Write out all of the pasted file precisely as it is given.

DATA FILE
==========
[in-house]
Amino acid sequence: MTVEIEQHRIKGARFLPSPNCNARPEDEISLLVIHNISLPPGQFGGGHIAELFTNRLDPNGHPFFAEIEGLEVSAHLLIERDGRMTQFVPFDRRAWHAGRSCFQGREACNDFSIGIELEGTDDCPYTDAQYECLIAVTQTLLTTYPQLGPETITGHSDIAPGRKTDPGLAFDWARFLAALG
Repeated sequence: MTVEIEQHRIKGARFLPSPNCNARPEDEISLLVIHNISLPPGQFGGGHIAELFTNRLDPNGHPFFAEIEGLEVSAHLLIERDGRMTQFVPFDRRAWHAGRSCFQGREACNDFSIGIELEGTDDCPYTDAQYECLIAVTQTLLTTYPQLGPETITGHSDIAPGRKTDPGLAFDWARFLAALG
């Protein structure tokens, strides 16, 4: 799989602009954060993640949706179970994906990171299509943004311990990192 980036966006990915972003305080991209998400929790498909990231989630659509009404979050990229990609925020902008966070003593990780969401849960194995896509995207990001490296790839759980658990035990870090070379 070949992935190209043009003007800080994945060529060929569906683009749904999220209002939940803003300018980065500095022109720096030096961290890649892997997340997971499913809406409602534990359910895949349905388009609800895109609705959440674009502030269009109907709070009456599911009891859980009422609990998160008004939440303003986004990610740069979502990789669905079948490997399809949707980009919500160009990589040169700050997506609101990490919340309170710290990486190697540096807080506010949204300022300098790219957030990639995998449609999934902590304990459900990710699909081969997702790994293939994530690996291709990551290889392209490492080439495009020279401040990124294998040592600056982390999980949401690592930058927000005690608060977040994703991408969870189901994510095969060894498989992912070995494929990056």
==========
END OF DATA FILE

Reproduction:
[in-house]
Amino acid sequence: MTVEIEQHRIKGARFLPSPNCNARPEDEISLLVIHNISLPPGQFGGGHIAELFTNRLDPNGHPFFAEIEGLEVSAHLLIERDGRMTQFVPFDRRAWHAGRSCFQGREACNDFSIGIELEGTDDCPYTDAQYECLIAVTQTLLTTYPQLGPETITGHSDIAPGRKTDPGLAFDWARFLAALG
Repeated sequence: MTVEIEQHRIKGARFLPSPNCNARPEDEISLLVIHNISLPPGQFGGGHIAELFTNRLDPNGHPFFAEIEGLEVSAHLLIERDGRMTQFVPFDRRAWHAGRSCFQGREACNDFSIGIELEGTDDCPYTDAQYECLIAVTQTLLTTYPQLGPETITGHSDIAPGRKTDPGLAFDWARFLAALG
């Protein structure tokens, strides 16, 4: 799989602009954060993640949706179970994906990171299509943004311990990192 980036966006990915972003305080991209998400929790498909990231989630659509009404979050990229990609925020902008966070003593990780969401849960194995896509995207990001490296790839759980658990035990870090070379 070949992935190209043009003007800080994945060529060929569906683009749904999220209002939940803003300018980065500095022109720096030096961290890649892997997340997971499913809406409602534990359910895949349905388009609800895109609705959440674009502030269009109907709070009456599911009891859980009422609990998160008004939440303003986004990610740069979502990789669905079948490997399809949707980009919500160009990589040169700050997506609101990490919340309170710290990486190697540096807080506010949204300022300098790219957030990639995998449609999934902590304990459900990710699909081969997702790994293939994530690996291709990551290889392209490492080439495009020279401040990124294998040592600056982390999980949401690592930058927000005690608060977040994703991408969870189901994510095969060894498989992912070995494929990056």